BIOS does actually very little these days. The OS re-initializes most devices anyway on boot

      Well, actually being a BIOS developer, I can state with absolute confidence that you're wrong about BIOS doing very little these days.

      The BIOS these days takes care of an incredible amount of work, such as detecting, training, testing, and configuring RAM, initializing the CPU state on many cores, configuring the interconnect between processors (QPI on some recent Intel processors, HT on AMD), setting up system memory maps, probing and setting up the entire IO fabric, building tables (e.g. ACPI) that fully describe every nitty-gritty aspect of the system to the OS, make your USB keyboard and mouse functional for ancient OSes, work around problems in hardware, have small drivers for accessing myriad devices for reading blocks from boot devices, in the case of EFI/UEFI manage options for boot ordering as well as bazillions of basic system settings, actually implementing each and every one of those bazillion settings, handle all sorts of hardware abstractions in the form of BIOS/EFI calls, manage and configure IO BARs, provide code to handle all sorts of potential correctable (and sadly sometimes uncorrectable) hardware errors, in some cases provide disaster fallback paths if you manage to corrupt the main BIOS image, in the case of EFI provide a runtime environment for pre-OS applications, etc. -- and do all of this with absolutely nothing underneath it other than hardware. If you think this is "very little", I'd encourage you to find a job developing BIOS code, and I think you'd be overwhelmed by the sheer bulk of the codebase in a modern BIOS. Just the source code trees these days push a fair bit over the 100MB level. Seriously.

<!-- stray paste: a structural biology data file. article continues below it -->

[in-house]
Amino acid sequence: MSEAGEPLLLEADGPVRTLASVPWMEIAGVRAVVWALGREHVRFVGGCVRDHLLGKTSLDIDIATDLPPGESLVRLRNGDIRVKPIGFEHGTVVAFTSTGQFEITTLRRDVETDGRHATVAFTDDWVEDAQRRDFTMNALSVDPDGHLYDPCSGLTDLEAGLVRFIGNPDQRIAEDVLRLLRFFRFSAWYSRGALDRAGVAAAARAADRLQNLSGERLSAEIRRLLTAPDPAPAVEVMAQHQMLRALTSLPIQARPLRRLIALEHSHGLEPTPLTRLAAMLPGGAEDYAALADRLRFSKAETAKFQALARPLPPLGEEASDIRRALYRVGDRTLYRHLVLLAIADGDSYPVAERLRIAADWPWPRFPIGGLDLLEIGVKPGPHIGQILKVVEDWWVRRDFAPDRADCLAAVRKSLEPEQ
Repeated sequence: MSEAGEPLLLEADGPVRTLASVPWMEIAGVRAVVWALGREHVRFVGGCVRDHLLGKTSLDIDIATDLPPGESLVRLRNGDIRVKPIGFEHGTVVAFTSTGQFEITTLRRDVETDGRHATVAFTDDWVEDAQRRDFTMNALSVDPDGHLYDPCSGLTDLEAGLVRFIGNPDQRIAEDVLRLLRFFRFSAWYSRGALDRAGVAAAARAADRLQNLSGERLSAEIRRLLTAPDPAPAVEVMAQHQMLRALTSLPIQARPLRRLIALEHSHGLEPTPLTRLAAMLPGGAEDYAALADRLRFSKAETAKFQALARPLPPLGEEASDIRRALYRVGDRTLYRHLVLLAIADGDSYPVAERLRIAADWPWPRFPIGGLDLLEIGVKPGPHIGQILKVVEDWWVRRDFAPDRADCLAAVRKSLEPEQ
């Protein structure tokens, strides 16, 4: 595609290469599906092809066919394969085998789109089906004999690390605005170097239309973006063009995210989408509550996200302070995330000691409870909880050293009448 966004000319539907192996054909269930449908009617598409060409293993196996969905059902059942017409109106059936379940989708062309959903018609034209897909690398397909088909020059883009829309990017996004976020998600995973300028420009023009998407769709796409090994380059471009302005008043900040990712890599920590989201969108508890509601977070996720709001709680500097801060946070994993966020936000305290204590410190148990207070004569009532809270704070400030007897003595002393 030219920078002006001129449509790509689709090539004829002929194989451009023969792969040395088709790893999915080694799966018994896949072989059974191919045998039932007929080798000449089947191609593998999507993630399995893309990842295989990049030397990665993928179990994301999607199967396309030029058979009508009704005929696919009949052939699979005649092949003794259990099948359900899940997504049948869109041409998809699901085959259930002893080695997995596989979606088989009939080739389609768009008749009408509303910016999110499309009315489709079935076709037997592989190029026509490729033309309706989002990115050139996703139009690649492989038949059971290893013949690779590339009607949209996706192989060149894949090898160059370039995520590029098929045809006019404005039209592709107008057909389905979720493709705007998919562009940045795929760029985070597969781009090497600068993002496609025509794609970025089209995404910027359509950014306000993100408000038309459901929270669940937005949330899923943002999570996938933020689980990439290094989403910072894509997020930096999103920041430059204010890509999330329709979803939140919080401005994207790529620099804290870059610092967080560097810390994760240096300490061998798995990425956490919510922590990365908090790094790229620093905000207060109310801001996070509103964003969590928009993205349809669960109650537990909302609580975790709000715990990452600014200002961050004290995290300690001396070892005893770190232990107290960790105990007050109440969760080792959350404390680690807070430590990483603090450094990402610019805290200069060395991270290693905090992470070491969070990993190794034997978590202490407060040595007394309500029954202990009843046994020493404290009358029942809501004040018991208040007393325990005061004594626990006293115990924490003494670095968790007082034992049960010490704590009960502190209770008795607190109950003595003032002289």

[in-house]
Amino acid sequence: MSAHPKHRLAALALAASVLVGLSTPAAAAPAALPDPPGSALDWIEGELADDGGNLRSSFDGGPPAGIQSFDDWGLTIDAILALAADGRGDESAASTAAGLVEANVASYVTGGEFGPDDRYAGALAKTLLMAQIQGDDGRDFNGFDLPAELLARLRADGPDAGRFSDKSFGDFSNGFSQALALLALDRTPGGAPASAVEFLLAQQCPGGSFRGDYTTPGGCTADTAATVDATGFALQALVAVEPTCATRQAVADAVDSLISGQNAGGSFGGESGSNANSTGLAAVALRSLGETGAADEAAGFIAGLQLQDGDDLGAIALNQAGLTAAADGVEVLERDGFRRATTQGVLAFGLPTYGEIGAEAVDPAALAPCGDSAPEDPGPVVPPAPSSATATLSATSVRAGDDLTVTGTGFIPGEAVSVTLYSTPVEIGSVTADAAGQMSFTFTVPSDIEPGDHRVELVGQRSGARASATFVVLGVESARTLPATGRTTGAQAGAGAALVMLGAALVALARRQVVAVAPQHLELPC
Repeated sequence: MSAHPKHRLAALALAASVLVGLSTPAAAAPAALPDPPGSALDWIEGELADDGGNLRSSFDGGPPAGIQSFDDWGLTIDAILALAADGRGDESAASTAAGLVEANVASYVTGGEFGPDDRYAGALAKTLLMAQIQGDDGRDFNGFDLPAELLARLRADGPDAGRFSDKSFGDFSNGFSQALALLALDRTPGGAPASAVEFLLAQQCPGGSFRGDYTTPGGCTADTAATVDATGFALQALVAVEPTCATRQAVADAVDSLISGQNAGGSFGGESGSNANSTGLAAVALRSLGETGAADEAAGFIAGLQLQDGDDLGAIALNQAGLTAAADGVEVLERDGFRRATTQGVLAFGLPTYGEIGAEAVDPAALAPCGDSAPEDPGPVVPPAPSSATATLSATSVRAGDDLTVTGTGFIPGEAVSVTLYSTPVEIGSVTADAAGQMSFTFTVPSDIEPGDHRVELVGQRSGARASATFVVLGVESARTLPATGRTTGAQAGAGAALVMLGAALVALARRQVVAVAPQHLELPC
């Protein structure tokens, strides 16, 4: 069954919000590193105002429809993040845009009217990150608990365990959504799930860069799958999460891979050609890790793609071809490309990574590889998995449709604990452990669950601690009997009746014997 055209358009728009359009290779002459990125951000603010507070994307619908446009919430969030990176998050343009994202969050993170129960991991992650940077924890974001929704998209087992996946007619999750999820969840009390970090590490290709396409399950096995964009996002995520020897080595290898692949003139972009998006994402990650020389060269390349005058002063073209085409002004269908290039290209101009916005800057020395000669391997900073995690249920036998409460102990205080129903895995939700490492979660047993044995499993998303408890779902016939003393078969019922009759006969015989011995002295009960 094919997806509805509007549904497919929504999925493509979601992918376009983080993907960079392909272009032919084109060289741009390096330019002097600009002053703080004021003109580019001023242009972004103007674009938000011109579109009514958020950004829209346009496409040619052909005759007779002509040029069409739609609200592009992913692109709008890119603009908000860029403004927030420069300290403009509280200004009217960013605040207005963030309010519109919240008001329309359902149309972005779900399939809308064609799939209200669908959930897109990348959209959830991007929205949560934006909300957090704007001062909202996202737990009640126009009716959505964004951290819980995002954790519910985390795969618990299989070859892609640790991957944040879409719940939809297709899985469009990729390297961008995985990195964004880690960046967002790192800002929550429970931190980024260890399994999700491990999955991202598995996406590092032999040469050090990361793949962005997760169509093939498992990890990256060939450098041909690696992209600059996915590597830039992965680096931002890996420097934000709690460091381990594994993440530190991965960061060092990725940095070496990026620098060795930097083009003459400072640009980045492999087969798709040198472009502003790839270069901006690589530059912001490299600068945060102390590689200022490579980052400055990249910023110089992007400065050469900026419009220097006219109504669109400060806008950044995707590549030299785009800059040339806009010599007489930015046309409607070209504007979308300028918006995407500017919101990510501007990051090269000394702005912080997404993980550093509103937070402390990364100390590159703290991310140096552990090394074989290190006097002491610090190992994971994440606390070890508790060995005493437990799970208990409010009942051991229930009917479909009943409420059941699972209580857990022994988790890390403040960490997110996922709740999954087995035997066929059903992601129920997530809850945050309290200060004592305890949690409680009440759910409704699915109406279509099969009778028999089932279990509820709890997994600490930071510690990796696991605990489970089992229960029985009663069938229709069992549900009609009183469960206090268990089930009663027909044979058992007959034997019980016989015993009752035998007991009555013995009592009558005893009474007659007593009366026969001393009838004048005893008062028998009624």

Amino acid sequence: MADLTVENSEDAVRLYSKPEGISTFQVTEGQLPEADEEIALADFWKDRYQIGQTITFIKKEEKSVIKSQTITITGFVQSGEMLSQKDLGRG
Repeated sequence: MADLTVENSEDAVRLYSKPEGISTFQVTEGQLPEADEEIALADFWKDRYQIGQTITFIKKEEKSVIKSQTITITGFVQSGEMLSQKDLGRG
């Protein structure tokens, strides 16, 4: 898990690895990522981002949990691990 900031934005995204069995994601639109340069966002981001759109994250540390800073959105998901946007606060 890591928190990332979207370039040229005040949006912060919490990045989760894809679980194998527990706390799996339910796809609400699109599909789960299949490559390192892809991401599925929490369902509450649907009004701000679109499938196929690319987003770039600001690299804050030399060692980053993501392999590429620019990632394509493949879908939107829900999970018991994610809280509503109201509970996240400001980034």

Having also worked on OSes and kernel-level device drivers, it is true that the OS re-initializes a fair bit of the hardware, but not nearly the level of hardware the BIOS initializes (have fun trying to re-train RAM or reconfigure the CPU interconnect, for example). If anything the trend has been toward the BIOS taking on greater and greater responsibility for device initialization and provision of runtime services to make the OS less aware of "quirks" in the hardware. That's not to say there isn't a ton of work the OS still has to do, but your statement vastly over-trivializes the role of the BIOS in modern machines.